Answer to Case 691

 Answer toParasite Case of the Week 691: Fly larva, consistent withLuciliaspecies, (or as Florida Fan noted, " I love Lucy! " ) There are numerous keys for identifying fly larvae, including the freely-available CDC pictorial keys (https://www.cdc.gov/nceh/ehs/publications/pictorial_keys.htm) and a simplified key that Blaine and I published in our review onLaboratory Identification of Arthropod Ectoparasites (Clinical Microbiology Reviews). These keys are very easy to use once one is familiar with the basic morphologic parts of fly larvae (e.g., spiracular plates, mandible). Identification to the species level is based on several features including the general body characteristics, arrangement of cuticular spines, mouthparts, and the posterior spiracles. In this case, Dr. Brammer Hubbard was able to get beautiful photographs of all of the key morphologic features so that we can easily make our identification. These show us that there is not an accessory oral sclerite on the mandible, the posterior spiracular slits are straight, and the spiracular plate and button are not heavily sclerotized. This leads us to a final identification ofLuciliaspecies. Lucilia is a cause of facultative wound myiasis rather than obligatory myiasis. If you are interested, you can read about it in the chapter that Blaine and I wrote on " Encyclopedia of Infection and Immunity: Parasites of the Ear. " (Let me know if you ' d like a copy 😊)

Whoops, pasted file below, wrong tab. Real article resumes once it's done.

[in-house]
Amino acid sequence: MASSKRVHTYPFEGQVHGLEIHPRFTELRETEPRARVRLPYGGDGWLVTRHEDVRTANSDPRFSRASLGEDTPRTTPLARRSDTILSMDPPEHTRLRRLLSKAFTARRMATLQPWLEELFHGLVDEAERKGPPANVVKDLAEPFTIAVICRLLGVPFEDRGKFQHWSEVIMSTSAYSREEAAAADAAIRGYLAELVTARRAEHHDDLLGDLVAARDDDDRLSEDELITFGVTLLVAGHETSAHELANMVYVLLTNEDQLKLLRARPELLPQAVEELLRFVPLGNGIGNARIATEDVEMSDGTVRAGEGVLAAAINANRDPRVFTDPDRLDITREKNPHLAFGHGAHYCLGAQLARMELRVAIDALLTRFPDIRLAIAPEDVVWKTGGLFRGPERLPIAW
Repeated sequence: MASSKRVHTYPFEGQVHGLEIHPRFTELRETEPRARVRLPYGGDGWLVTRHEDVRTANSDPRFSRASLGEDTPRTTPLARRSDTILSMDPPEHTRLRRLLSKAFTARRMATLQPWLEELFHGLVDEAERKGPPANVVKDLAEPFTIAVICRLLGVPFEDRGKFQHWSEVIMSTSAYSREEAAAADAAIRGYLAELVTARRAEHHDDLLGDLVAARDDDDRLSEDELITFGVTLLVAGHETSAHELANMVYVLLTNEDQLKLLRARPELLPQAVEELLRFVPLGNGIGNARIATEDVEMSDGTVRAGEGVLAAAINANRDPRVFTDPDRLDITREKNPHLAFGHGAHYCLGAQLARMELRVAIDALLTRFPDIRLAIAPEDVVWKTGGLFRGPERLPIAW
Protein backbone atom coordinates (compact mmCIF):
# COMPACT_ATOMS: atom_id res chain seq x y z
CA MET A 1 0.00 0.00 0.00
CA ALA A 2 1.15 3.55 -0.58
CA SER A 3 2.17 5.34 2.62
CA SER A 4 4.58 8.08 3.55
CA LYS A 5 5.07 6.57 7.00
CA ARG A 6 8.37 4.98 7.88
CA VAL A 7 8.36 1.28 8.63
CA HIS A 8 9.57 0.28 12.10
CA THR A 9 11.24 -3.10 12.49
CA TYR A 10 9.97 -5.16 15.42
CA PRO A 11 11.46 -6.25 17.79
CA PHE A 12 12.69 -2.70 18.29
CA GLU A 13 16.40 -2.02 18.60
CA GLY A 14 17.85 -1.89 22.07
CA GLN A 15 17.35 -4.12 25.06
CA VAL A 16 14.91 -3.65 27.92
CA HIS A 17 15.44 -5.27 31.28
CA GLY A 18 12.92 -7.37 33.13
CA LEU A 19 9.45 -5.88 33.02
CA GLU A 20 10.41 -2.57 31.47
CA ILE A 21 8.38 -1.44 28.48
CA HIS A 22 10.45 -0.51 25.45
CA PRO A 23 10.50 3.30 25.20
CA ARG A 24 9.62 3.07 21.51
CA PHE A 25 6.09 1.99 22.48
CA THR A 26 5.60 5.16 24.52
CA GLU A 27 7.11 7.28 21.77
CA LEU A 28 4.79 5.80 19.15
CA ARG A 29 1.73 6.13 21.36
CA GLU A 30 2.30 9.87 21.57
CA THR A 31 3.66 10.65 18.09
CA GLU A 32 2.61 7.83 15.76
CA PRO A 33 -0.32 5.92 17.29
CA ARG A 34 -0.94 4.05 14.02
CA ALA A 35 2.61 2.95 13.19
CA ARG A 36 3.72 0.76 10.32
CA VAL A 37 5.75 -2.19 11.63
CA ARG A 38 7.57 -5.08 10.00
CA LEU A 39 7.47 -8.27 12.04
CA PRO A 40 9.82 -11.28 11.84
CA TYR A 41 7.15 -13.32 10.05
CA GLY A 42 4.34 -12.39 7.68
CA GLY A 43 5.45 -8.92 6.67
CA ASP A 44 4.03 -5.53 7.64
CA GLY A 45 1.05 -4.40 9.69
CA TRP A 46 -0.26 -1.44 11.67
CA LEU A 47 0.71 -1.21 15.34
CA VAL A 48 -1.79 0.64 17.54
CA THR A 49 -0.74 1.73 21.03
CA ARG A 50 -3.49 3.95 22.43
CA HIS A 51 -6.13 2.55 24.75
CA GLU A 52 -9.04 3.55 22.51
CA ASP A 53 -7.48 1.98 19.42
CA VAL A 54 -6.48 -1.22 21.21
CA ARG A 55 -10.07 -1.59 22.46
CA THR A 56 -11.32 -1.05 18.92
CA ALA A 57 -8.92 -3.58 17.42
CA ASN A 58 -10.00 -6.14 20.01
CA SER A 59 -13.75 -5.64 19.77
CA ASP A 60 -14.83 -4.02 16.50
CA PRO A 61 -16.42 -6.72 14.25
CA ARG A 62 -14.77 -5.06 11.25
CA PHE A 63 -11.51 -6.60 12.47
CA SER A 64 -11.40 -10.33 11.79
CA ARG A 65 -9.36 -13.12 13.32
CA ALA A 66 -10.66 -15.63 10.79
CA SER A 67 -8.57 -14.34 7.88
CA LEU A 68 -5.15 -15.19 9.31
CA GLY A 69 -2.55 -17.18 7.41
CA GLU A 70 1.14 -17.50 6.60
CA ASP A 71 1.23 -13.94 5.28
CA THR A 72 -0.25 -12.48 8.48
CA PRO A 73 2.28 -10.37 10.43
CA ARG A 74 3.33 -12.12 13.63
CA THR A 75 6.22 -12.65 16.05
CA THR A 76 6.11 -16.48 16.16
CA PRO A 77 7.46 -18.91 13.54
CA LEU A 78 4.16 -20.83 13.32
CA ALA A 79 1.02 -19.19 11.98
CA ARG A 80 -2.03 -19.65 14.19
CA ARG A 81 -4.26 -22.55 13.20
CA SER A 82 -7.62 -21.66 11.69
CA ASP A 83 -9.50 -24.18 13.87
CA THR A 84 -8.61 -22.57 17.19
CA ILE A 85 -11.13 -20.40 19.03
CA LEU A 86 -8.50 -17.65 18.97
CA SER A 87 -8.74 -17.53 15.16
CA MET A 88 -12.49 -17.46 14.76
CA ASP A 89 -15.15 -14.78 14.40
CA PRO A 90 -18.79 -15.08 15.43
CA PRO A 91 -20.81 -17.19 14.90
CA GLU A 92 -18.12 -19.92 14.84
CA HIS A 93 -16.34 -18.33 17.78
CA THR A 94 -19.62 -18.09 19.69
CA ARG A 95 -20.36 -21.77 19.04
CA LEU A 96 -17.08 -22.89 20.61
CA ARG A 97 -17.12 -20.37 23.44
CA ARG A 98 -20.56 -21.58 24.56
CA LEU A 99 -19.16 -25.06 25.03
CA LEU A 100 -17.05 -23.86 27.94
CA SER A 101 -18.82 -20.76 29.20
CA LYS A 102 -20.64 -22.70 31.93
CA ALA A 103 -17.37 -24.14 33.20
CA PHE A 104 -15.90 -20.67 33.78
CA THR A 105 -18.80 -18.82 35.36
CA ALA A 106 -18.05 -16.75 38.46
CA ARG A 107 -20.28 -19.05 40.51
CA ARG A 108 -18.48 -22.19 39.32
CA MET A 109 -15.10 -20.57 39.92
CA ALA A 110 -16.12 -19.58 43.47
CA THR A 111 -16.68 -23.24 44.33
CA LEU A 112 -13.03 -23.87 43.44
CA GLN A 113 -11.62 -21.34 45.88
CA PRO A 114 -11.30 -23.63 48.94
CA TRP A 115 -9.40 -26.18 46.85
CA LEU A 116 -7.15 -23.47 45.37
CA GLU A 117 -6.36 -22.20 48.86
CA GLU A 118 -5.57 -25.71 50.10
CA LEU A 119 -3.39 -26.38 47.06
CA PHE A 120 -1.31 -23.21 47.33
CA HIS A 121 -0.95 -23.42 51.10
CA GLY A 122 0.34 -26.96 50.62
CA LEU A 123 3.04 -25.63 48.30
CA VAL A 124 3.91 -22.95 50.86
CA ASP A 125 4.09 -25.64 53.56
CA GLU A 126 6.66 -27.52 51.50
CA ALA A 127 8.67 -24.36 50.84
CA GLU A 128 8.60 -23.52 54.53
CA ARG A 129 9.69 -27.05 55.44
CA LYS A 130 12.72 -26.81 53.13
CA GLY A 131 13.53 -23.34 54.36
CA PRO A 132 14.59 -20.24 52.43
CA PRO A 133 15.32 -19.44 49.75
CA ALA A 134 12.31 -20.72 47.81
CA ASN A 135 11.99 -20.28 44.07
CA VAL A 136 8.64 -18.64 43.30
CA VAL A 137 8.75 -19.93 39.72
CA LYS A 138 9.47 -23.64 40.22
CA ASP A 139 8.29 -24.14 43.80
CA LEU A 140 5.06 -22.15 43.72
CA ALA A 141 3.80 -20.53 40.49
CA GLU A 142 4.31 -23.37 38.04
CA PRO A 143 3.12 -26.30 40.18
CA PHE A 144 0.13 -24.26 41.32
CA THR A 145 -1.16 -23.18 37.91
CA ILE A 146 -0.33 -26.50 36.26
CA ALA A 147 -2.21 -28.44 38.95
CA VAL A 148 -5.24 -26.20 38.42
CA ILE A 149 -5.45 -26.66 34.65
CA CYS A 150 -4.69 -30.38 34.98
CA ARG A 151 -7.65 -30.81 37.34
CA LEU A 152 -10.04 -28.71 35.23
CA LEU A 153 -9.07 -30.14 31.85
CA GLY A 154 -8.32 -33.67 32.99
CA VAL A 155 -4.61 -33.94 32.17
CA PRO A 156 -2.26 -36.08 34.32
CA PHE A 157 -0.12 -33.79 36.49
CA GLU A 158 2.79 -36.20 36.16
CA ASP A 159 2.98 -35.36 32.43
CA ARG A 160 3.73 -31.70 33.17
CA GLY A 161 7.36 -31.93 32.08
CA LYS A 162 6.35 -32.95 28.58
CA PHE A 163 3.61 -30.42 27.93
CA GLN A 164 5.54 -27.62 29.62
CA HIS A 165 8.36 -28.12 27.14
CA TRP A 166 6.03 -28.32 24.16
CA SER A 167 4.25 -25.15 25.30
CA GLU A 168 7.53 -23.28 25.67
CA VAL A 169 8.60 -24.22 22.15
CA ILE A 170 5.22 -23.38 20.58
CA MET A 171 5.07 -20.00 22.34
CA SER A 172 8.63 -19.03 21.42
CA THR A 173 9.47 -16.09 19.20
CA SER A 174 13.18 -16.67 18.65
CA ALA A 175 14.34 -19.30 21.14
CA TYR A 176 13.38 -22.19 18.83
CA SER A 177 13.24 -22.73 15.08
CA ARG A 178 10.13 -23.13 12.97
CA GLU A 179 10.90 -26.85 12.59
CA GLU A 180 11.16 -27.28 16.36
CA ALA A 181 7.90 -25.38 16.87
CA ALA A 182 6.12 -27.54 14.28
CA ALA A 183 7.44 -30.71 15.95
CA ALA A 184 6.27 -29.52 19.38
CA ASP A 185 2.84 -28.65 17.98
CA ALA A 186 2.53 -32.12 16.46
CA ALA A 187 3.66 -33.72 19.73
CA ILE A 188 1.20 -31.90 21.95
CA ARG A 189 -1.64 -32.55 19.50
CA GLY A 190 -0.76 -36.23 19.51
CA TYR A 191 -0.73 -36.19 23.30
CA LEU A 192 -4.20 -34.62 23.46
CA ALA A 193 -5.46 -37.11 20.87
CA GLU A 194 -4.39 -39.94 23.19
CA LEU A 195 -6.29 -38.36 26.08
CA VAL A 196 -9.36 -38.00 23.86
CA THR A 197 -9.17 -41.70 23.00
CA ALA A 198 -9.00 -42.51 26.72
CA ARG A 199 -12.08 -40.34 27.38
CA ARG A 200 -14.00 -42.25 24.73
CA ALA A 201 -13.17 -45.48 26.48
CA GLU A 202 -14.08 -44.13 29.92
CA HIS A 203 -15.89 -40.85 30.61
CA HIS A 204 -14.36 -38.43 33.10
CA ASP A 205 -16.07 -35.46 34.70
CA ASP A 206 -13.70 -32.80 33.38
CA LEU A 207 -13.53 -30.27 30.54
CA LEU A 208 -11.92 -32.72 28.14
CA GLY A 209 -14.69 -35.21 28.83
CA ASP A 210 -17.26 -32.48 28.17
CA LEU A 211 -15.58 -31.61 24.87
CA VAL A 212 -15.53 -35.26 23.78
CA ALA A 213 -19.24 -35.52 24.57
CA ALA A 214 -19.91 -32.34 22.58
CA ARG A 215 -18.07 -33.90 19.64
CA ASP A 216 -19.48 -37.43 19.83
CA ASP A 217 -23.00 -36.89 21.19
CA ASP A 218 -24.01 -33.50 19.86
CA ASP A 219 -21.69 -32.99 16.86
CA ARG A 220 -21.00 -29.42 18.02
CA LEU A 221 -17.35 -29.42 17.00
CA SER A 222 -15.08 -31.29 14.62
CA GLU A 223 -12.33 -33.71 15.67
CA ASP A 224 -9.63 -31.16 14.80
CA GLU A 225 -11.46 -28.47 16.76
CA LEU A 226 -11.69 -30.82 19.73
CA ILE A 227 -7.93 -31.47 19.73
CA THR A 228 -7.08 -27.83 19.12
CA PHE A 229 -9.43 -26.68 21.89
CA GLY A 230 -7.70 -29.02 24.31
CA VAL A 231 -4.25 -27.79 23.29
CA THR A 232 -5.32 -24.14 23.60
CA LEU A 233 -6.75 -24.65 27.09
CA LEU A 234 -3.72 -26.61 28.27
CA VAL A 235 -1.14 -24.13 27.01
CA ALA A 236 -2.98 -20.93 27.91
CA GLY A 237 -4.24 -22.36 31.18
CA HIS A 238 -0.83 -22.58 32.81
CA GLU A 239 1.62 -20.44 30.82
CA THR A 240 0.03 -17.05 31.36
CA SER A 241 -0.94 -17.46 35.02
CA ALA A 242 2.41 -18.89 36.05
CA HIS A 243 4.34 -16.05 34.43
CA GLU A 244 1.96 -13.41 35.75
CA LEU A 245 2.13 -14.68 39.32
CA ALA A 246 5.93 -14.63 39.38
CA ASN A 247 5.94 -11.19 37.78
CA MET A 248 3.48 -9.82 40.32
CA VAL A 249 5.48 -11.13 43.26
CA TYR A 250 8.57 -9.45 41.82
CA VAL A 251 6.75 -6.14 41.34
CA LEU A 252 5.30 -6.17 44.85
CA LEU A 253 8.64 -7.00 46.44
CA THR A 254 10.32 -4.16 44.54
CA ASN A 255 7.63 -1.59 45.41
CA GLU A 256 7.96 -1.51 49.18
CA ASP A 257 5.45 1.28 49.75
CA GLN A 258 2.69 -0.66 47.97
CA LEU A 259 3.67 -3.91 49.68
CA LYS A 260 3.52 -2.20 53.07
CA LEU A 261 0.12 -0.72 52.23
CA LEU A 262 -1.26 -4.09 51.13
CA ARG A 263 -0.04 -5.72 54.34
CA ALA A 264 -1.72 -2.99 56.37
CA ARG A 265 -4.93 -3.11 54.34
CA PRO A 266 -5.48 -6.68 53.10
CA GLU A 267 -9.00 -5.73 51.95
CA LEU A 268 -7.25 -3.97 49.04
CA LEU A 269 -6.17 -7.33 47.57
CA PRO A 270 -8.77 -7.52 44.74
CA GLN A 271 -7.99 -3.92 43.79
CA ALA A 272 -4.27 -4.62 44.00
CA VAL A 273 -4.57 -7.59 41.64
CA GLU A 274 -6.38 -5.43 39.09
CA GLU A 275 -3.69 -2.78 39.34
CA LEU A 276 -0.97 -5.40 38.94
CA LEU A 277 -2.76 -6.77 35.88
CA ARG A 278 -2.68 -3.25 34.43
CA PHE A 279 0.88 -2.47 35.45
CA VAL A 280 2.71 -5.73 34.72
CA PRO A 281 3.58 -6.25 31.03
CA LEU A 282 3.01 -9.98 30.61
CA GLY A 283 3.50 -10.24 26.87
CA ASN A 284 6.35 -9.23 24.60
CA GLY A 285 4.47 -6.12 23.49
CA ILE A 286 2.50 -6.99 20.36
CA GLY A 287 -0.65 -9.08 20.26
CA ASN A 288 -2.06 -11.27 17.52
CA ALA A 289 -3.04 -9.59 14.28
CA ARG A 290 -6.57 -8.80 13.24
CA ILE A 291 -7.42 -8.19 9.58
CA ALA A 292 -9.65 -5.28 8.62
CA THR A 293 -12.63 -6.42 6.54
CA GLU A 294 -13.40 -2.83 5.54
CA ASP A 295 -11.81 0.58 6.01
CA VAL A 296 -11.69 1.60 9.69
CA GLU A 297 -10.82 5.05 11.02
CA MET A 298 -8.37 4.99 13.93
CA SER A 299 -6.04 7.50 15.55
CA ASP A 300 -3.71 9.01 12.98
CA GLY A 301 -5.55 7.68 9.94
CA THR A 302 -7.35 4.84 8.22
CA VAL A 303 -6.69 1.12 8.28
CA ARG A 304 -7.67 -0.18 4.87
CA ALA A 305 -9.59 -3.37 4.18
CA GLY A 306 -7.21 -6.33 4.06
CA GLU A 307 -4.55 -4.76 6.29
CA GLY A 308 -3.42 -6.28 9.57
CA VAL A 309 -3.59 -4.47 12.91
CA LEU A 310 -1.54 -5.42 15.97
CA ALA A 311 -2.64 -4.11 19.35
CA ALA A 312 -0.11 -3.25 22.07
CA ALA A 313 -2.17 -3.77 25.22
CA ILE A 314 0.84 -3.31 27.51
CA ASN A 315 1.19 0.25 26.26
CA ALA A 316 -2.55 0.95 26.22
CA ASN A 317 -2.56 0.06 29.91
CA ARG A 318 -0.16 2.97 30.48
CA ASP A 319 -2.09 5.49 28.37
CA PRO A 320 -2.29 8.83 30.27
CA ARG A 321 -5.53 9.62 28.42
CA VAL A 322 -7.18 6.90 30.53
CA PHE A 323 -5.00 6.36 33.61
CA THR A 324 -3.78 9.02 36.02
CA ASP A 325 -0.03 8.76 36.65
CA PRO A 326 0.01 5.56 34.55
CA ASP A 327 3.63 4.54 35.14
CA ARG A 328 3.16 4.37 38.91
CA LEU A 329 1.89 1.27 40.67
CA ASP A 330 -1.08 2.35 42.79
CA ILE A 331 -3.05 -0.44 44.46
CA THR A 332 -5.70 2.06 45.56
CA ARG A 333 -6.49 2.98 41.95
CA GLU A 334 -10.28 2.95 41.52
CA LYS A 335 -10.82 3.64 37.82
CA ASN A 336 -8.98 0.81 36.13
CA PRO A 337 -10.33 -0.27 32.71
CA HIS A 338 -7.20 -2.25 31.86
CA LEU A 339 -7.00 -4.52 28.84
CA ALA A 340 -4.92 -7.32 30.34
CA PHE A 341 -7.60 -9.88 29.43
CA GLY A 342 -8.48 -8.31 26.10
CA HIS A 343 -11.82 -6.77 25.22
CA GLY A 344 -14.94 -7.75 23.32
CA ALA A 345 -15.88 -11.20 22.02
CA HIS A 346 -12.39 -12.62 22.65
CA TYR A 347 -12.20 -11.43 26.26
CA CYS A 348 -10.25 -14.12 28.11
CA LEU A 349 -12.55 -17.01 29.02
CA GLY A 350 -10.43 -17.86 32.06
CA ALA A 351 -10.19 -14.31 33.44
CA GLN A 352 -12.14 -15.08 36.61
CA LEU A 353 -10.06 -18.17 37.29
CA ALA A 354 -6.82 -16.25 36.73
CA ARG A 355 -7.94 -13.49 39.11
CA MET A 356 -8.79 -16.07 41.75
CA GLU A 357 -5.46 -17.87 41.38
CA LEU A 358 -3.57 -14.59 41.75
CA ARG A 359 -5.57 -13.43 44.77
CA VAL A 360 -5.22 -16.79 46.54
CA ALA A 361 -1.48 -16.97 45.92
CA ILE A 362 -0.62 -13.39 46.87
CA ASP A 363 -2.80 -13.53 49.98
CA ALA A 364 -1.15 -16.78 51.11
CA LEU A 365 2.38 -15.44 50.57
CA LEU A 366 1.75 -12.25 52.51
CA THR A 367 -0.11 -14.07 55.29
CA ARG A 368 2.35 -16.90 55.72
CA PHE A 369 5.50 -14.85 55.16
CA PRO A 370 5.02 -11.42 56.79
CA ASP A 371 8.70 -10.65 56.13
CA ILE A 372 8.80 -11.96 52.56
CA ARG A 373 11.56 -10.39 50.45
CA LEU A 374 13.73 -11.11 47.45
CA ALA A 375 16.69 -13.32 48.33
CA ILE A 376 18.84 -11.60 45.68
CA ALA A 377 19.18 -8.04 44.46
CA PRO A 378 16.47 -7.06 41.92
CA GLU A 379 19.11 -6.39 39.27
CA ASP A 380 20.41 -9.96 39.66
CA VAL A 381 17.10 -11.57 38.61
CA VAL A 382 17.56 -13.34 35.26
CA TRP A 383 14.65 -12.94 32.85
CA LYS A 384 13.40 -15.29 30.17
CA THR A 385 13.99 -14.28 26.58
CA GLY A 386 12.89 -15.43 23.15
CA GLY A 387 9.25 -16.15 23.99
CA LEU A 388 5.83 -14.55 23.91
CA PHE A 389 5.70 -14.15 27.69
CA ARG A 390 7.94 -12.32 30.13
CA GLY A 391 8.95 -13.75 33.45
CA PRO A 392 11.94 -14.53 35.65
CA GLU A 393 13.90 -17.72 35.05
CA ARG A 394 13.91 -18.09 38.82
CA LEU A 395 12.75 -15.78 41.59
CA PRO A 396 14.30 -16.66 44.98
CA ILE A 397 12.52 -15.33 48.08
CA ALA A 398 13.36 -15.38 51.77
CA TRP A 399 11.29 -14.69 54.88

Source: Creepy Dreadful Wonderful Parasites - Category: Parasitology Source Type: blogs